The Cycle of Silk by Kumi Oda

Authors: Kumi Oda

The film “The Circle of Silk” tracks the life cycle of a silkworm to focus on its subtle and peculiar life. 

The silkworm is the larva of the domesticated silk moth, Bombay Moi. All the luxury fashion textile, ‘pure silk’ is still produced by hundreds of thousands of worms since the Chinese started domesticating the wild silk moth 5000 years ago.

As a result of the millennia of selective breeding, the domesticated silk moth has changed colour from brown to white. It cannot fly, lacks any fear of potential predators, needs human assistance in feeding and finding a mate and has increased its cocoon size and growth rate. These changes have made the domestic silk moths entirely dependent upon humans for survival. Current research focuses on the genetic engineering of silkworms as they are cheap, easy to reproduce on schedule.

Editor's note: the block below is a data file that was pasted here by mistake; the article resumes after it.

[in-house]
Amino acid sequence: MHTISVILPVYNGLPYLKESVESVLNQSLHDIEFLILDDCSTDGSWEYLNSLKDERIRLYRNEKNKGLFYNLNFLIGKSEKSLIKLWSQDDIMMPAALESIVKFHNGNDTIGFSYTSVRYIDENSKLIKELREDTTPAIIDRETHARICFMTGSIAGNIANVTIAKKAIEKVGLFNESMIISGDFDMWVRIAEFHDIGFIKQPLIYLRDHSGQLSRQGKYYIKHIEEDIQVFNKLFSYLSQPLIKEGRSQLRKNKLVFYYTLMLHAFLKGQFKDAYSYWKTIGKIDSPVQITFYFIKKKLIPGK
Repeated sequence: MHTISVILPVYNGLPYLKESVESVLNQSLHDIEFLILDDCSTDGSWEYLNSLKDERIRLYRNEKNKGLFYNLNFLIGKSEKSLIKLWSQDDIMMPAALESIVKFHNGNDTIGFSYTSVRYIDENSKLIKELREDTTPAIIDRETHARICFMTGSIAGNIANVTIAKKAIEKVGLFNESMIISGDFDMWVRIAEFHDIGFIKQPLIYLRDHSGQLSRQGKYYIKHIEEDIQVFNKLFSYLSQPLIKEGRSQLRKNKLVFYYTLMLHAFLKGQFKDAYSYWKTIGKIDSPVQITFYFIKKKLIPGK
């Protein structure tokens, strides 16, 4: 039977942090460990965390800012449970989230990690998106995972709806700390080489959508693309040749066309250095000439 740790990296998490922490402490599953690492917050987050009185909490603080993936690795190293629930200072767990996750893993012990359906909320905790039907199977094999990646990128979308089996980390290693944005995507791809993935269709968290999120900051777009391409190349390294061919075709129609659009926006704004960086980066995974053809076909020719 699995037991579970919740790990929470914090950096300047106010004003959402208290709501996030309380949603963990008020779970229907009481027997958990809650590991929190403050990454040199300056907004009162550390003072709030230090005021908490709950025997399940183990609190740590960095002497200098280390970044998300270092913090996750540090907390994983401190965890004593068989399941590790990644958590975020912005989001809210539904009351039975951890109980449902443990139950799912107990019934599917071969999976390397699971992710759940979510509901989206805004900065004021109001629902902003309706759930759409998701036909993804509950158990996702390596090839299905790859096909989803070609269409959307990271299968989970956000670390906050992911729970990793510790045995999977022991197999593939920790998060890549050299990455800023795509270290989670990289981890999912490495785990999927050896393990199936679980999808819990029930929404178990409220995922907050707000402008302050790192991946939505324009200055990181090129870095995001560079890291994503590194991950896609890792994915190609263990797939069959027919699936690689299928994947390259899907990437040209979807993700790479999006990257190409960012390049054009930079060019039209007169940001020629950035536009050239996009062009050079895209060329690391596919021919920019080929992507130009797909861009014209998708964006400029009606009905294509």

The cycle of silk is natural or artificial? As humans, we consider animals as either harmful or beneficial; is there another way to relate to them?

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